For many sales organizations, training their salespeople is one of the largest investments they make in performance improvement. From the onboarding of new hires to annual training events for the rank and file, billions of dollars are spent each year in the U.S. alone to improve the skills of our salespeople.
Unfortunately, sales training is also one of the most perishable investments a company can make. Estimates vary, but it's generally accepted between 60 to 90 percent of the skills imparted to a salesperson during a training event are lost within 30 days if the learning isn't immediately and consistently reinforced.
Given that grim forecast, you would think companies would make certain quality reinforcement is taking place. Unfortunately, there are at least two factors conspiring against the stickiness of most sales training.
Too Much, Too Soon
First, the sheer volume of content included in many training programs is overwhelming to salespeople. It's expensive to take a sales force out of the field, so sales leaders are motivated to jam all of the year's learning into a single, large event.
In order to "make the most" of the investment, it's not uncommon to see three, four, or even five-day sales conferences where training is the primary activity. With such a vast amount of information being poured onto the salespeople, it would be literally impossible for sales managers to reinforce all of this content when they return to the field.
A sales manager could spend much of their time reinforcing a single new behavior, such as call planning or questioning techniques, so it would take a team of full-time coaches to address the content of a five-day training event. As the training agenda deepens, the chances of it sticking quickly diminishes.
Second, training is typically done when it is convenient for the calendar, not necessarily when it's the best time to learn. If the annual sales meeting is held in September, then the annual training will probably be in September, too—even if you are teaching your salespeople to complete account plans they won't need to do until their territories are realigned four months later.
Unfortunately, if a new skill isn't immediately reinforced, whether through coaching or by actually putting the skill into practice, it begins to erode with frightening speed.
Ideally, the training would be held in close proximity to the need for the skill, not just when it is can be squeezed into the calendar. When a vast amount of information is given to a salesperson who does not immediately use it, the knowledge literally goes into hiding…perhaps never to return.
A Just-in-Time Approach
In our study of world-class sales forces, we discovered their approach to training was dramatically different than what we described above. These companies had adopted what could be considered an innovative "just-in-time" approach to sales training.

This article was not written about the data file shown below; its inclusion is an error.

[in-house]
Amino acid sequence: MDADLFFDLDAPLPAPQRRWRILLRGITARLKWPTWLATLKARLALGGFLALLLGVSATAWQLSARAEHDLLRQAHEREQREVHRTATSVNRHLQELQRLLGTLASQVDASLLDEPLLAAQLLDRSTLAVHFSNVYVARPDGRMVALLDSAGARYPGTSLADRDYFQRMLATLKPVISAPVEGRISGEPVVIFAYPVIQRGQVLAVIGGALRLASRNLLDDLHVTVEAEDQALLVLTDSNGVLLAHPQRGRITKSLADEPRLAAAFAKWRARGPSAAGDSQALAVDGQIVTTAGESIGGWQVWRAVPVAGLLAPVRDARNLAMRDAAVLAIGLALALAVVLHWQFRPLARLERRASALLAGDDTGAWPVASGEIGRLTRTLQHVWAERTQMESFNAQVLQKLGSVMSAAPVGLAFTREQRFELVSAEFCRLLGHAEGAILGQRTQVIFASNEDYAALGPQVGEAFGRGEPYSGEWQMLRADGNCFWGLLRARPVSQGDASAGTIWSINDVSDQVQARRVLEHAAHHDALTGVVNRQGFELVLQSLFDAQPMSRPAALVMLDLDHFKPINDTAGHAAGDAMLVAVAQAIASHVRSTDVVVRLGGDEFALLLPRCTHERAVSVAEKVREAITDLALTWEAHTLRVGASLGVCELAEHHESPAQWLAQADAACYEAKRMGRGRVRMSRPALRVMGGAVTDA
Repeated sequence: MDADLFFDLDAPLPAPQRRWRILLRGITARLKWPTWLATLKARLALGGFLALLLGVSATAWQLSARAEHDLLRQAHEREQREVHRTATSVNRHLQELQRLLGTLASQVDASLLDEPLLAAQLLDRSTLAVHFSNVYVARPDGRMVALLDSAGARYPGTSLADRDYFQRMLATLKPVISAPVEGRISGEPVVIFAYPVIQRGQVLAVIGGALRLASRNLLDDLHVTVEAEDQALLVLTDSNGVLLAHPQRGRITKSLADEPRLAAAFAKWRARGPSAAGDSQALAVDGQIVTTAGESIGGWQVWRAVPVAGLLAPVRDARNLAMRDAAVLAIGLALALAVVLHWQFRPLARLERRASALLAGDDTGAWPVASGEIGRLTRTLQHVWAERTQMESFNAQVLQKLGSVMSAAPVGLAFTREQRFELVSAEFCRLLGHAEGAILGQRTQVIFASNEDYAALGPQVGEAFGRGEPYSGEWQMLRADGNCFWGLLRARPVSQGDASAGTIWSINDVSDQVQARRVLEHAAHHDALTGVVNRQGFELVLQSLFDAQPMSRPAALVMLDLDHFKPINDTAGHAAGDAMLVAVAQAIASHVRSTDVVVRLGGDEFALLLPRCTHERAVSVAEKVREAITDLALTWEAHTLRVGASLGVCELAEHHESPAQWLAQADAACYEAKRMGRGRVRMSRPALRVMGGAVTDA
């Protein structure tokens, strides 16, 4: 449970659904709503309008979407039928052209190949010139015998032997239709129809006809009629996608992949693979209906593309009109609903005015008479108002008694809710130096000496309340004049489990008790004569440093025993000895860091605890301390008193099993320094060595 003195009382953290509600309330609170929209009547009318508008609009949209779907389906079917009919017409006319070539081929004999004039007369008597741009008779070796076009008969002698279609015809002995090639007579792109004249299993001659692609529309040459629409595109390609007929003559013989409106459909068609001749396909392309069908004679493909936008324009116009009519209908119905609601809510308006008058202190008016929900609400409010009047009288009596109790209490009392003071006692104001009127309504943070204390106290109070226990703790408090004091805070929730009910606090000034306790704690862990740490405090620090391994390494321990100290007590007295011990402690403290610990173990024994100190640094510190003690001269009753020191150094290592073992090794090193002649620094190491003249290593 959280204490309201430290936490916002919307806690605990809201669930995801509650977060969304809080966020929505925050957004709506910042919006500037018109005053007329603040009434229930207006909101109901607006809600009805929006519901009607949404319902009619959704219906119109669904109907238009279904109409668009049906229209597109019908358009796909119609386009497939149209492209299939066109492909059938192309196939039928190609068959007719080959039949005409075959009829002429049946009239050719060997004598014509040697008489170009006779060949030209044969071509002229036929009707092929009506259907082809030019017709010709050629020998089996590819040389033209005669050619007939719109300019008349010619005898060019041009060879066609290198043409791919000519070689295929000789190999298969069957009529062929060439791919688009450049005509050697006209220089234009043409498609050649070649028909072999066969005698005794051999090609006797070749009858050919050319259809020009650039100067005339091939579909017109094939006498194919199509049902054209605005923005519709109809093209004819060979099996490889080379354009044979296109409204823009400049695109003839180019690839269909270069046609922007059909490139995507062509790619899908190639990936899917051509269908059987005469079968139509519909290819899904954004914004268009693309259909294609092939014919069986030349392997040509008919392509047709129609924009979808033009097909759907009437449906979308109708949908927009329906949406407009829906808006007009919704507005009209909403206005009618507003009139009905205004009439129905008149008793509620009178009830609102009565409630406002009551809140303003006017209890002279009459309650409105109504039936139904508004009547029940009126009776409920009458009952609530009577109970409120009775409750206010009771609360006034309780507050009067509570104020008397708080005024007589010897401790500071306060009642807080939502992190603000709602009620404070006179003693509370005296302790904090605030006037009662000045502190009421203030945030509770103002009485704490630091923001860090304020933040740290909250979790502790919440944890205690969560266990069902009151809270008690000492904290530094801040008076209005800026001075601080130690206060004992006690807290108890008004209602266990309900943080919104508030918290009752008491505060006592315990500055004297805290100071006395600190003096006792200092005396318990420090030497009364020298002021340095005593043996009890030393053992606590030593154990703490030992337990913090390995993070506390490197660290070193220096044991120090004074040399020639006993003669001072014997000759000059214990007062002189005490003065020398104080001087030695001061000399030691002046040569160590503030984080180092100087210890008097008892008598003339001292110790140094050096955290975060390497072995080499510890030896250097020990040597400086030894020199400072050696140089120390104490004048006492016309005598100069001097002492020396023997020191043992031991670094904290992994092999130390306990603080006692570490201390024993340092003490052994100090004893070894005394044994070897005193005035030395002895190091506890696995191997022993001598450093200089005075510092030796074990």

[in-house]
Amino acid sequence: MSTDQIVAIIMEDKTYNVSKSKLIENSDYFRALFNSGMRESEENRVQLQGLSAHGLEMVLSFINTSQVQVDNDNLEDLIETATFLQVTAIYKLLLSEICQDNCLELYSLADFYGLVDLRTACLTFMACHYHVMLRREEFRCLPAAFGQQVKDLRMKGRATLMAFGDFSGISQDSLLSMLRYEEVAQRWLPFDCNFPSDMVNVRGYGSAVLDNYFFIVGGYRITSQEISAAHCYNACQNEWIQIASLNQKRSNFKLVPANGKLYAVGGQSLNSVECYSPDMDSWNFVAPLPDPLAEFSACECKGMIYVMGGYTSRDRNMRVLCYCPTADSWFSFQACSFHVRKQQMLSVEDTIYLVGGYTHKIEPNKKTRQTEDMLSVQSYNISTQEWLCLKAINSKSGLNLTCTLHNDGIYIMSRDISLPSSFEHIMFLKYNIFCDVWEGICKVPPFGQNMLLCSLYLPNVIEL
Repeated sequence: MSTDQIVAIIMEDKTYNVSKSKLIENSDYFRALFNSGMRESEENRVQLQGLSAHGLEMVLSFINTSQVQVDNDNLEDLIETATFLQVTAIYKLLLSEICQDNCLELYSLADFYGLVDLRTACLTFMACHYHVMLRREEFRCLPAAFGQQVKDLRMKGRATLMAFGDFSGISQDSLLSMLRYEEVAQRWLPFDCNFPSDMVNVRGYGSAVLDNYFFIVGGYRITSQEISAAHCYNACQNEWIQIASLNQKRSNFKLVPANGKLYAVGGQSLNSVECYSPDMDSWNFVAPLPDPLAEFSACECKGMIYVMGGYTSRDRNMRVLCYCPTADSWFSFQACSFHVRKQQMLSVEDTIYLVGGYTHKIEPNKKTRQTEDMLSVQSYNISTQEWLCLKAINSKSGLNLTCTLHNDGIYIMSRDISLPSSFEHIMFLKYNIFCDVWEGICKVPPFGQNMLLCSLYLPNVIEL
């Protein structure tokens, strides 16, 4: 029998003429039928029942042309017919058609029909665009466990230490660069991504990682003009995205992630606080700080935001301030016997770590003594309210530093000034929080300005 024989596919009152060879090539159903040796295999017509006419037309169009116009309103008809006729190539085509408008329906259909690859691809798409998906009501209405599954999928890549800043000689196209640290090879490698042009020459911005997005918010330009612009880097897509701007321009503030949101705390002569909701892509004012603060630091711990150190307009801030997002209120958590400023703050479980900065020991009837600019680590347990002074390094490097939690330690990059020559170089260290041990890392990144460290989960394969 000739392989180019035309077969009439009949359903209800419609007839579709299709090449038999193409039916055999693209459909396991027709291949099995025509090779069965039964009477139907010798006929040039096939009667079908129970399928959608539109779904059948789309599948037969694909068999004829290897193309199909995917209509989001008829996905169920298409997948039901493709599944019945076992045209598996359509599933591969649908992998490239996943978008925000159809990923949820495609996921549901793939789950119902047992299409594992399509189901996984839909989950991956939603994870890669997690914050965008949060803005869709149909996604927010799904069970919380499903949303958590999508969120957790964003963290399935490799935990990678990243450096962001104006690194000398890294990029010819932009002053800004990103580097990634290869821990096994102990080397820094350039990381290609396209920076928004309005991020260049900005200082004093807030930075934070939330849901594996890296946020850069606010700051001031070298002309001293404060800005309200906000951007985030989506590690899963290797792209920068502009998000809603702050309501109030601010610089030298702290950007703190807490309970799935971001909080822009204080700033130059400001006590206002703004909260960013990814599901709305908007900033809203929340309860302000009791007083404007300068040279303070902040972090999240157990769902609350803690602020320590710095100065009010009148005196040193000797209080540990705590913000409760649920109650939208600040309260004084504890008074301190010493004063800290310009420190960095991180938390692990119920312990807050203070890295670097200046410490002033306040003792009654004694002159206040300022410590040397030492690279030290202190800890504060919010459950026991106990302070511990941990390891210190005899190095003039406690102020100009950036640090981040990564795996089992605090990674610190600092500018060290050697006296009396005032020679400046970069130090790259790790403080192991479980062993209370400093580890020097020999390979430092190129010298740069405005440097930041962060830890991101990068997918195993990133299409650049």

Rather than holding comprehensive training events where a year's worth of content is dumped onto the sales force, they opted for smaller, more focused sessions where very specific skills were taught. This allowed the salespeople to concentrate on mastering one or two skills before moving on to others.
Also, the training took place in close proximity to when the salespeople would need to use the skills. By providing the learning experience immediately before sales force was expected to demonstrate the skills, these organizations improved the likelihood the learning would stick. Train today, use tomorrow—allowing no time to forget.
One of the company's executives explained how they used this approach to redesign their new-hire onboarding program: "A key element of designing the new curriculum was to reconsider the timing of when salespeople received the training. If we firehosed them all in the first part of the program, the chances they were going to retain everything they learned and start applying it was probably very small.
"So we designed the timing of when they received the training to correlate with when they would actually need to start using these skills and knowledge. For example, you are not going to train a new rep on selling very advanced systems, because the chances they will get into that situation in the first few months of their employment are very small.
"The same with reporting. They have not yet generated any revenue, so there is nothing to report. So we strategically placed that training later in the curriculum so the timing made more sense."
Lose the Firehose
Training should be a large investment for every sales force, but the investment must be protected. A clever approach to avoiding post-training atrophy is to rethink how the training itself is delivered. Specifically, avoid at all costs a firehose training event that takes place whenever the calendar happens to allow for a good dousing.
Instead, deliver bite-sized training to your sales force when the skills are actually needed. If relevant and timely training is provided in easily digestible chunks, salespeople are more able to focus on the new skills and reinforce them through immediate usage.
Usage leads to adoption, and adoption leads to improved capabilities. And that leads to a wiser training investment with better sales results.
Note: This column is based on research collaboration with HR Chally into the management practices of sales forces identified by their customers as world-class. An overview of the published report can be downloaded here.
Jason Jordan is a vice president of Vantage Point Performance, as well as the director of research for the University Sales Education Foundation.